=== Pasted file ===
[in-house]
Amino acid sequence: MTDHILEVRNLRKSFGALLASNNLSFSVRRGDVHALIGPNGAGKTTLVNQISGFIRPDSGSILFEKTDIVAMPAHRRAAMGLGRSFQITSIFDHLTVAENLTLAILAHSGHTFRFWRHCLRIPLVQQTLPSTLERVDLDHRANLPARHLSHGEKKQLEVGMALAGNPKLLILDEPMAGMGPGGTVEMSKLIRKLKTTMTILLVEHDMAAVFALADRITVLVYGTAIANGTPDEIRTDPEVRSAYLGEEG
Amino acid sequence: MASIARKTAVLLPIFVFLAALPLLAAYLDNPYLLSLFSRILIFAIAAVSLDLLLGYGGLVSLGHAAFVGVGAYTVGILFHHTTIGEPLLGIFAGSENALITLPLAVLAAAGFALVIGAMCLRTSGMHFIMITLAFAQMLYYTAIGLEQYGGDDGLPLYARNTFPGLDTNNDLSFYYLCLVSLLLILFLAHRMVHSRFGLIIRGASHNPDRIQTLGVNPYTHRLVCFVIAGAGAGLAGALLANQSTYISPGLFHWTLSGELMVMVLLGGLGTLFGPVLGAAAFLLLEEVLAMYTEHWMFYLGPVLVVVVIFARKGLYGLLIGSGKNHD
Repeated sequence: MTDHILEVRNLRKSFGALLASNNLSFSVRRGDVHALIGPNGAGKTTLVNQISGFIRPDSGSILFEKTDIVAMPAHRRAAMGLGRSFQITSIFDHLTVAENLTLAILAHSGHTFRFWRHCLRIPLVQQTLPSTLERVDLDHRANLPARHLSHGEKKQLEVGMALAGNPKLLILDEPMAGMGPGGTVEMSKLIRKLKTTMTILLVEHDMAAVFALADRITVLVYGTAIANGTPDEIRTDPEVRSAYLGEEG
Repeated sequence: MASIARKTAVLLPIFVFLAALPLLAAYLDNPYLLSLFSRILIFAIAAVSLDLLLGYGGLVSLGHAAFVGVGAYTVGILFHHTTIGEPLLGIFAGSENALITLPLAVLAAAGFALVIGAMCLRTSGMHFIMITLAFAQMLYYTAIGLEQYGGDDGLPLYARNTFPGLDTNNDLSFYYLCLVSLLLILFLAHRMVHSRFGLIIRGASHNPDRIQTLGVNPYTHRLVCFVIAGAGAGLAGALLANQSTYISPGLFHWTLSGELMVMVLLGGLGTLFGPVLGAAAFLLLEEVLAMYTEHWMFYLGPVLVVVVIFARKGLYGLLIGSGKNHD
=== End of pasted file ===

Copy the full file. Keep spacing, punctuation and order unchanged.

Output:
[in-house]
Amino acid sequence: MTDHILEVRNLRKSFGALLASNNLSFSVRRGDVHALIGPNGAGKTTLVNQISGFIRPDSGSILFEKTDIVAMPAHRRAAMGLGRSFQITSIFDHLTVAENLTLAILAHSGHTFRFWRHCLRIPLVQQTLPSTLERVDLDHRANLPARHLSHGEKKQLEVGMALAGNPKLLILDEPMAGMGPGGTVEMSKLIRKLKTTMTILLVEHDMAAVFALADRITVLVYGTAIANGTPDEIRTDPEVRSAYLGEEG
Amino acid sequence: MASIARKTAVLLPIFVFLAALPLLAAYLDNPYLLSLFSRILIFAIAAVSLDLLLGYGGLVSLGHAAFVGVGAYTVGILFHHTTIGEPLLGIFAGSENALITLPLAVLAAAGFALVIGAMCLRTSGMHFIMITLAFAQMLYYTAIGLEQYGGDDGLPLYARNTFPGLDTNNDLSFYYLCLVSLLLILFLAHRMVHSRFGLIIRGASHNPDRIQTLGVNPYTHRLVCFVIAGAGAGLAGALLANQSTYISPGLFHWTLSGELMVMVLLGGLGTLFGPVLGAAAFLLLEEVLAMYTEHWMFYLGPVLVVVVIFARKGLYGLLIGSGKNHD
Repeated sequence: MTDHILEVRNLRKSFGALLASNNLSFSVRRGDVHALIGPNGAGKTTLVNQISGFIRPDSGSILFEKTDIVAMPAHRRAAMGLGRSFQITSIFDHLTVAENLTLAILAHSGHTFRFWRHCLRIPLVQQTLPSTLERVDLDHRANLPARHLSHGEKKQLEVGMALAGNPKLLILDEPMAGMGPGGTVEMSKLIRKLKTTMTILLVEHDMAAVFALADRITVLVYGTAIANGTPDEIRTDPEVRSAYLGEEG
Repeated sequence: MASIARKTAVLLPIFVFLAALPLLAAYLDNPYLLSLFSRILIFAIAAVSLDLLLGYGGLVSLGHAAFVGVGAYTVGILFHHTTIGEPLLGIFAGSENALITLPLAVLAAAGFALVIGAMCLRTSGMHFIMITLAFAQMLYYTAIGLEQYGGDDGLPLYARNTFPGLDTNNDLSFYYLCLVSLLLILFLAHRMVHSRFGLIIRGASHNPDRIQTLGVNPYTHRLVCFVIAGAGAGLAGALLANQSTYISPGLFHWTLSGELMVMVLLGGLGTLFGPVLGAAAFLLLEEVLAMYTEHWMFYLGPVLVVVVIFARKGLYGLLIGSGKNHD